There are a number of means by which podcasters can apply the principles of teaching to their work, some of which Gray has discussed in detail as part of The Podcast Host’s 10-post series on Content Stacking. Above all, he says, the most consistent means of engaging with listeners comes from creating some kind of discernible structure or scaffolding for the podcast, which clearly prepares listeners for its contents from the beginning. Articulating what a podcast exists to do, and returning to a routine of set-piece segments each episode, can get people to listen more confidently.
“A structure doesn’t have to be extensive or even very strict, and you can deviate from it along the way.”— Gray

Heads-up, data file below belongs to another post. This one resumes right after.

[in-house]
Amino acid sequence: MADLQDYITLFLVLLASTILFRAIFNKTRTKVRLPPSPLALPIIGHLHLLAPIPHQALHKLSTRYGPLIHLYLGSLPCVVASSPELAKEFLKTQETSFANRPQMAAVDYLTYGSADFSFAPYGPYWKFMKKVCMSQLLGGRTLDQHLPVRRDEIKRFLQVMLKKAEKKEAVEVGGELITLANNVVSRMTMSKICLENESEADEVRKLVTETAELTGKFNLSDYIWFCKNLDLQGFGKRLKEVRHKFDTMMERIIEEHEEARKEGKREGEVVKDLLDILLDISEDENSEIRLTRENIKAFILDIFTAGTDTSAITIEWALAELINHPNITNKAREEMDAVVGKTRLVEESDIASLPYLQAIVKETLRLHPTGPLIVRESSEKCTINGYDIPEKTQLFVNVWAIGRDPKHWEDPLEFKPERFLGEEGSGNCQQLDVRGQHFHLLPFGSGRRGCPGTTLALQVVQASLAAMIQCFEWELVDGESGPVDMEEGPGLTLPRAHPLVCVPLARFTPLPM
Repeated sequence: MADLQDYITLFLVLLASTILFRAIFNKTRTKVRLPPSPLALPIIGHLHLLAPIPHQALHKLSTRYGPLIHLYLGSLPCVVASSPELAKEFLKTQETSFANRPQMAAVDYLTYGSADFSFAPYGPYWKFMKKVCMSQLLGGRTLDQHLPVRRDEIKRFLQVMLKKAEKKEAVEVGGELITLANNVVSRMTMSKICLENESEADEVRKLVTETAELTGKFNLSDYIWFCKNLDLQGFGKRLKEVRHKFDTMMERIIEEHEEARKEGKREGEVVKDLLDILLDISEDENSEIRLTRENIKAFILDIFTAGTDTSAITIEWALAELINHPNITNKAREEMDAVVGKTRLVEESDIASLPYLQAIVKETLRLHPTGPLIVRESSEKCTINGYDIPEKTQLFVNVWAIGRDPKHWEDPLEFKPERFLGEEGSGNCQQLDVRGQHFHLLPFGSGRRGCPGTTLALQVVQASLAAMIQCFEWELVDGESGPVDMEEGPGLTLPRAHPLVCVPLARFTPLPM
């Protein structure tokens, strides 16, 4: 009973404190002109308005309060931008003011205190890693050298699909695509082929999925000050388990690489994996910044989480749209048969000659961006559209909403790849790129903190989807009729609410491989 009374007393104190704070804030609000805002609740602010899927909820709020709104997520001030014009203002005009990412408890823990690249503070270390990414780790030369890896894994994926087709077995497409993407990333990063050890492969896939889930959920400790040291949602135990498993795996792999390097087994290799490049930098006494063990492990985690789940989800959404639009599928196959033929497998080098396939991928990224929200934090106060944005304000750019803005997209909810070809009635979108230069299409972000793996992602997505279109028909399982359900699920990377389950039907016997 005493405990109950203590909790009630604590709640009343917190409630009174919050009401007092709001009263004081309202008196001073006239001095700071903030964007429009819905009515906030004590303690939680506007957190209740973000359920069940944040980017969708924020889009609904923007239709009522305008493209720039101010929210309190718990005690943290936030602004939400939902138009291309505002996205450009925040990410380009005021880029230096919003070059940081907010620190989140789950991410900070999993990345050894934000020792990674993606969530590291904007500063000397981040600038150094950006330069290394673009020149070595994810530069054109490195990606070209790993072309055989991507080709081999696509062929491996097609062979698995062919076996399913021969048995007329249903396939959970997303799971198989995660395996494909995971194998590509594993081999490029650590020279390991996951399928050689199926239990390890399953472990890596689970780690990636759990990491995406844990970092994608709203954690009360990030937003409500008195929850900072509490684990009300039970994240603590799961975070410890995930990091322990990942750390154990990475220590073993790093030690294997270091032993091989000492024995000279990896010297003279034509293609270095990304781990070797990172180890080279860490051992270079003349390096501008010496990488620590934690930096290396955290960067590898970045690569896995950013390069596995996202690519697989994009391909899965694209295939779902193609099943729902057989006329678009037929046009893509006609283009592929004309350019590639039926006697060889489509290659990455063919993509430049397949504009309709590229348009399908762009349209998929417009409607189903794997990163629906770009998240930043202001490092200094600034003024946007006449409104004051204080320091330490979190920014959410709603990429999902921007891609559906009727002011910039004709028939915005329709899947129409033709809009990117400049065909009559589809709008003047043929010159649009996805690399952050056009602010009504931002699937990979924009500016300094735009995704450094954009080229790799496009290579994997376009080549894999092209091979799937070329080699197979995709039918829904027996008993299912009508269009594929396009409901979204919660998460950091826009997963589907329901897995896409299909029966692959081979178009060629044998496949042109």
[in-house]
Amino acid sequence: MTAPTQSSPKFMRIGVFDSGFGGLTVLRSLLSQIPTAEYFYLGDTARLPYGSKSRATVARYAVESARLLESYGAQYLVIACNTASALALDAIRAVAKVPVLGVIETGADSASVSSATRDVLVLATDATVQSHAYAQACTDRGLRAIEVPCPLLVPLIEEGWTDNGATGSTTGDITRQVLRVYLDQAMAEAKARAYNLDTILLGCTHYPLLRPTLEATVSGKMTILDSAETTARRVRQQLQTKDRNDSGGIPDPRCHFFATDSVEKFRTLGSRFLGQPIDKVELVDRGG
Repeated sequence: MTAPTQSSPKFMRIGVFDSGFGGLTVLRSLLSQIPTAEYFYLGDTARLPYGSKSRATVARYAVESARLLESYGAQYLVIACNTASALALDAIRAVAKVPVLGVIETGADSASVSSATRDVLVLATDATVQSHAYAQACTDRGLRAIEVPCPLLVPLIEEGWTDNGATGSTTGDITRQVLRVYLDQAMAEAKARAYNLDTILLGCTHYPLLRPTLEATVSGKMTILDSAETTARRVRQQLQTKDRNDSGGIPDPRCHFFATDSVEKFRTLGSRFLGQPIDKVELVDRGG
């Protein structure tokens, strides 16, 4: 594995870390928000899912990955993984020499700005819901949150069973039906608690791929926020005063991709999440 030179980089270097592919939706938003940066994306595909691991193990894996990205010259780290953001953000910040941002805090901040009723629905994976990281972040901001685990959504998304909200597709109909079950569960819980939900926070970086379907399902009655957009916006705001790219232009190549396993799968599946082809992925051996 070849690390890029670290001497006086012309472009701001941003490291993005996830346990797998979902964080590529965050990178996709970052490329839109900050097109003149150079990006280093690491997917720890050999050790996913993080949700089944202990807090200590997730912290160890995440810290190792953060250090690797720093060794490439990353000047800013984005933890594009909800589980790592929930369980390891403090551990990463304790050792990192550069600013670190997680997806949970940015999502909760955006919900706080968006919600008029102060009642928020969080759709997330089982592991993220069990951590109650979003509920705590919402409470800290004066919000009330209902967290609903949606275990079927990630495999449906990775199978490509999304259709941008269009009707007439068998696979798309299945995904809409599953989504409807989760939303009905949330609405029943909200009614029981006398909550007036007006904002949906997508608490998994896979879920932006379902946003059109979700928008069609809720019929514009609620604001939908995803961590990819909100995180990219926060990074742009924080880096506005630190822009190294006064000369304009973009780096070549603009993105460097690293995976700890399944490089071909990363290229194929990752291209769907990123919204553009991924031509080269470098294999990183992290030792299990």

“A structure doesn’t have to be extensive or even very strict, and you can deviate from it along the way,” says Gray. What’s important is setting listener expectations at the start of the show—or even before it—by creating long-term expectations. “You can follow a similar format every single episode, so your listeners know what to expect. Even if you go off on a tangent, they know you’ll come back to this other part you always do.”
Gray gives the example of The Bugle, a comedy news show consisting of host Andy Zaltzman cracking jokes with guest comedians about current events. Like many comedy shows, The Bugle could be a formless enterprise of nonstop jokes, yet each episode of The Bugle is broken into recognizable segment formats listeners can expect to hear each time. There will always be a roundup of hilarious fake facts that occurred “on this day in history,” and there will always be a moment in which Andy Zaltzman delivers rapid-fire puns about the day’s events. Even a structure as mild as this, Gray says, helps a listener who’s heard the show once develop a reliable expectation of what they can expect to hear in future shows.